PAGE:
Former Maine Republican Party Chairman Rick Bennett endorsed state Sen. Eric Brakey’s bid against U.S. Sen. Angus King. A big-name Republican endorsing the only Republican in a big race isn’t usually noteworthy, but Brakey began his uphill campaign in April still has some work to do to get the party behind him. Since ruling out a run against King in May, Gov. Paul LePage has said he could run if Brakey doesn’t gain momentum and that he won’t run. Brakey, a second-term state senator from Auburn, will hope that Bennett’s endorsement is good a sign. In a statement, Bennett said Brakey “has demonstrated the kind of principled leadership and dedication to accountable governance that we need.” — Michael Shepherd
Susan Collins will continue a series of hearings exploring solutions to federal health care impasse. After a Senate Republican effort to repeal and replace the Affordable Care Act failed in July, Collins, who voted against a measure to repeal the law, pinned her hopes on a public process hosted by the Senate Health, Education, Labor and Pensions Committee, on which she serves. That committee began churning through hearings Wednesday with a number of state insurance commissioners. Today, the committee is scheduled to hear testimony from a number of governors, including Republican Charlie Baker from Massachusetts. The four-part series of hearings is scheduled to continue next week. — Christopher Cousins
The governor announced Tuesday that he’s appointed a new director of his energy office. Steven McGrath, who started the new job on Aug. 25, comes from the private sector, with a history of administering a financial management company and as the CFO of Downeast Energy Corp. McGrath, of Cape Elizabeth, holds a business finance degree from New York University, a master in mathematics from the University of Maine and a bachelor of science degree from Bates College. McGrath replaces Patrick Woodcock, who left in December. — Christopher Cousins
- Ken Fredette, a key LePage legislative ally, jumps into 2018 governor’s race — Christopher Cousins, BDN
- Snowe, McKernan side against GOP in high court’s redistricting bias case — Michael Shepherd, BDN
- LePage can’t lower energy prices by himself, but that won’t stop him from trying — Darren Fishell, BDN
- Maine state Rep. Gina Mason, mother of Senate majority leader, dies — Shepherd, BDN
- Susan Collins plans to challenge Trump’s transgender troops order in defense bill — The Washington Post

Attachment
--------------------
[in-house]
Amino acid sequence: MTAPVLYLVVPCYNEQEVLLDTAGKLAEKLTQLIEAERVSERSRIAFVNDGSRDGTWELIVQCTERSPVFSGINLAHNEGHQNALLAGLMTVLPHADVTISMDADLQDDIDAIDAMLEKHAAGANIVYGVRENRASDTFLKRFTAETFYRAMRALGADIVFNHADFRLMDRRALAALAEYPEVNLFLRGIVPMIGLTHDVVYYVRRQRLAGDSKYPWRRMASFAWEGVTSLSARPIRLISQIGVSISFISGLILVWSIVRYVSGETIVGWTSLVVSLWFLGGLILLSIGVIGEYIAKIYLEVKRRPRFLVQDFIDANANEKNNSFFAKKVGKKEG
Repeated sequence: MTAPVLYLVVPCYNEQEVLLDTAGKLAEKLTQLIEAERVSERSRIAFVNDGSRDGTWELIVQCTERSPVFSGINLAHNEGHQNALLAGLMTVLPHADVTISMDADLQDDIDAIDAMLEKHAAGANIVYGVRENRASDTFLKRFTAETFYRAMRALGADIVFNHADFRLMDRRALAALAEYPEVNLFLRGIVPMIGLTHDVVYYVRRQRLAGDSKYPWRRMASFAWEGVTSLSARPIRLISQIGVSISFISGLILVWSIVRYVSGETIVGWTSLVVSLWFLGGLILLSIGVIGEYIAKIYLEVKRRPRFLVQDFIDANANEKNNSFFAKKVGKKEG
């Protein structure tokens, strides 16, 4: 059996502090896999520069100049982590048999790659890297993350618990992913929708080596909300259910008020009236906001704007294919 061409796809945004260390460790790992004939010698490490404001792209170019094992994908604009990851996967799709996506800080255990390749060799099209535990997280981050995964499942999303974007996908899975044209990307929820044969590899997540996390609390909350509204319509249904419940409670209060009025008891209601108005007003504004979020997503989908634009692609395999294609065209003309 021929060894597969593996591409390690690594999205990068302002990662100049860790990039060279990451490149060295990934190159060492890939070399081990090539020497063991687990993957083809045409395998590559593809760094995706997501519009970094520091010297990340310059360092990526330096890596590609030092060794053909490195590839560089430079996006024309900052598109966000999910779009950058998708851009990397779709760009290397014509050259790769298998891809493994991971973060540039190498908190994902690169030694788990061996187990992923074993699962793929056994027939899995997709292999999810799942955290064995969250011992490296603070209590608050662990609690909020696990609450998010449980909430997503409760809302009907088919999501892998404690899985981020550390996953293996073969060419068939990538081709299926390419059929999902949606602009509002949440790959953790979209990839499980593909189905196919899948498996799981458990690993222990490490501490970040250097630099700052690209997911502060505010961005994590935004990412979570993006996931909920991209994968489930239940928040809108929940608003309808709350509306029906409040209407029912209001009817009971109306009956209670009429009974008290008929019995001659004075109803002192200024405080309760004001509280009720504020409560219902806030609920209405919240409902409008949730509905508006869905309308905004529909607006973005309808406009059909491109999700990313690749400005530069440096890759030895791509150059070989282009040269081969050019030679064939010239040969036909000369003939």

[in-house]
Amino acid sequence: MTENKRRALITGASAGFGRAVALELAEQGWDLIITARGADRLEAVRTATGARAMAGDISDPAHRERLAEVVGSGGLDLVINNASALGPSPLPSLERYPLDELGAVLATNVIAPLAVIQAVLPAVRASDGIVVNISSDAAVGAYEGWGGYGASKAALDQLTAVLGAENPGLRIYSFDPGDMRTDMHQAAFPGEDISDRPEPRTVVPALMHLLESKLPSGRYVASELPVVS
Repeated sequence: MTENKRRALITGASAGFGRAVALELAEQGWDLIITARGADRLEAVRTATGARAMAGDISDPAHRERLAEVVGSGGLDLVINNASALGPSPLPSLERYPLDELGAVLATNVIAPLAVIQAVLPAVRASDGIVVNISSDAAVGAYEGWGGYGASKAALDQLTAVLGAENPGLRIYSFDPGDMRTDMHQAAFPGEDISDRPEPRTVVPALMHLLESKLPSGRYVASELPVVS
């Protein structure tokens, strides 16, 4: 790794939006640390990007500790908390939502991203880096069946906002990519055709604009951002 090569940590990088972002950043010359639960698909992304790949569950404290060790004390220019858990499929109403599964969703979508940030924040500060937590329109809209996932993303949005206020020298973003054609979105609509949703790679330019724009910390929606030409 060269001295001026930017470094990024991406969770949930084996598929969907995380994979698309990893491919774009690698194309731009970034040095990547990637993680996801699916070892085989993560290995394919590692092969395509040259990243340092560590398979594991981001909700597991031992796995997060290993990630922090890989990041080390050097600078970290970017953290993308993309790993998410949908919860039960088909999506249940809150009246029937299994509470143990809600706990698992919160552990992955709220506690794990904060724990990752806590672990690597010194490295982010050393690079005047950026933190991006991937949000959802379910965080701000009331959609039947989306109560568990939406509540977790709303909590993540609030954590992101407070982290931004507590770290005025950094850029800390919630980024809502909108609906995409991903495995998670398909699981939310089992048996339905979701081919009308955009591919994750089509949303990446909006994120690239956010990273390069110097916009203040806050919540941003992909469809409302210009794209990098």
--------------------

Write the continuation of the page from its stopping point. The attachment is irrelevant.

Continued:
- LePage challenges state workers to match $50,000 pledge for hurricane relief — Cousins
- 185 people died in Maine from drug overdoses in first half of 2017 — Nok-Noi Ricker, BDN
- Years of high lobster landings spark resurgence in Maine’s boat building industry — A.J. Higgins, Maine Public
- Flash flood watch in effect for most of the state — Alex Acquisto, BDN
Eat It-themed Chinese food — if you dare
Count us at the Daily Brief among the masses who are looking forward to the release of the new Stephen King-inspired movie, “It.” Though the past has shown that movies based on King’s writing can be instant classics (Shawshank Redemption, The Shining, Stand By Me), others have been pretty terrible (Maximum Overdrive, sheesh). From the looks of the previews, It could fall in the former category and be amply terrifying to cause generations of nightmares.
The Bangor-based Oriental Jade restaurant has a connection as the inspiration for the “Jade of the Orient” eatery in King’s book. In one scene, murderous clown Pennywise sends messages to the story’s antagonists through eyeballs inside fortune cookies. (Ick. I usually don’t eat the fortune cookies anyway.)
Starting today, the restaurant will feature an It-themed menu, including the eyeball cookies and drinks like “The Suffering Bill,” named after some of the story’s characters.
Judging by the previews, the movie could ruin your appetite so we recommend dinner and THEN the flick. Here’s your soundtrack. — Christopher Cousins
Daily Brief will take Friday off because we will be hiding under the covers. We’ll return next week. Have a good weekend.